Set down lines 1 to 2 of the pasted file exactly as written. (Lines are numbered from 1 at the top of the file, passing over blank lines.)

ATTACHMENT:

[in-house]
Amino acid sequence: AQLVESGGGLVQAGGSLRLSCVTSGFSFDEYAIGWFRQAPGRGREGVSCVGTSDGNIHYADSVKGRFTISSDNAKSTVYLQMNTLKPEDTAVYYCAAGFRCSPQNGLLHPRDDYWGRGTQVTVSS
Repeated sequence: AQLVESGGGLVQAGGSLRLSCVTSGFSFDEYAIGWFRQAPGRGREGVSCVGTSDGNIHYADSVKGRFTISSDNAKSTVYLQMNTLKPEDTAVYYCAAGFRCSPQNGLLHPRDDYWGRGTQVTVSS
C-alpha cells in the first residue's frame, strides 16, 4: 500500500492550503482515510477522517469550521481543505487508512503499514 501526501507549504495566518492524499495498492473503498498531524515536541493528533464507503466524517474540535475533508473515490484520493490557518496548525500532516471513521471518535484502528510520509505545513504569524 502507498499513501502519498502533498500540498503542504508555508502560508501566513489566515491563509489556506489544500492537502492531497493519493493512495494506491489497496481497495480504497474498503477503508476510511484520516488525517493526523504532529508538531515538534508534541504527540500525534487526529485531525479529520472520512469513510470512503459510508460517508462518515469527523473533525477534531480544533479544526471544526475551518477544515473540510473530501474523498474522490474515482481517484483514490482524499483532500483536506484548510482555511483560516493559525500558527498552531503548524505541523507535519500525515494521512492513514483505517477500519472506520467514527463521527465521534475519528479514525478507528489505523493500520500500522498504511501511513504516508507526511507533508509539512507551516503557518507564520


[in-house]
Amino acid sequence: AQLVESGGGLVQAGGSLRLSCVTSGFSFDEYAIGWFRQAPGRGREGVSCVGTSDGNIHYADSVKGRFTISSDNAKSTVYLQMNTLKPEDTAVYYCAAGFRCSPQNGLLHPRDDYWGRGTQVTVSS